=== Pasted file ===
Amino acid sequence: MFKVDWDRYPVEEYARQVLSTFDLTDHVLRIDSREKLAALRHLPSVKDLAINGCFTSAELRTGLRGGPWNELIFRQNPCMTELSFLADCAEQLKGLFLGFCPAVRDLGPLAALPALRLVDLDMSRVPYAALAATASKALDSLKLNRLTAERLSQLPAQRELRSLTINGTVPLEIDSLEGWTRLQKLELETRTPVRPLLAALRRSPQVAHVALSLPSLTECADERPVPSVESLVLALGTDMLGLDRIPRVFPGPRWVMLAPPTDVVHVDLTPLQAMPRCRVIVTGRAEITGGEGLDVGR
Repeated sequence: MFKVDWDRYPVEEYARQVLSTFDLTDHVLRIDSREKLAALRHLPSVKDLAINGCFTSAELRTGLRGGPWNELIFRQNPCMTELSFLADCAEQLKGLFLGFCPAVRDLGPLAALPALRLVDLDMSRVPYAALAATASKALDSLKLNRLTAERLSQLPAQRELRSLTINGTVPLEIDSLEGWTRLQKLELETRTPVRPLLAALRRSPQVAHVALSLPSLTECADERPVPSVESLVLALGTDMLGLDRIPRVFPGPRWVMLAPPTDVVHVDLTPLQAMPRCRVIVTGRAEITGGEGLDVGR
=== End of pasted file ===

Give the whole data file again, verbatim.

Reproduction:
Amino acid sequence: MFKVDWDRYPVEEYARQVLSTFDLTDHVLRIDSREKLAALRHLPSVKDLAINGCFTSAELRTGLRGGPWNELIFRQNPCMTELSFLADCAEQLKGLFLGFCPAVRDLGPLAALPALRLVDLDMSRVPYAALAATASKALDSLKLNRLTAERLSQLPAQRELRSLTINGTVPLEIDSLEGWTRLQKLELETRTPVRPLLAALRRSPQVAHVALSLPSLTECADERPVPSVESLVLALGTDMLGLDRIPRVFPGPRWVMLAPPTDVVHVDLTPLQAMPRCRVIVTGRAEITGGEGLDVGR
Repeated sequence: MFKVDWDRYPVEEYARQVLSTFDLTDHVLRIDSREKLAALRHLPSVKDLAINGCFTSAELRTGLRGGPWNELIFRQNPCMTELSFLADCAEQLKGLFLGFCPAVRDLGPLAALPALRLVDLDMSRVPYAALAATASKALDSLKLNRLTAERLSQLPAQRELRSLTINGTVPLEIDSLEGWTRLQKLELETRTPVRPLLAALRRSPQVAHVALSLPSLTECADERPVPSVESLVLALGTDMLGLDRIPRVFPGPRWVMLAPPTDVVHVDLTPLQAMPRCRVIVTGRAEITGGEGLDVGR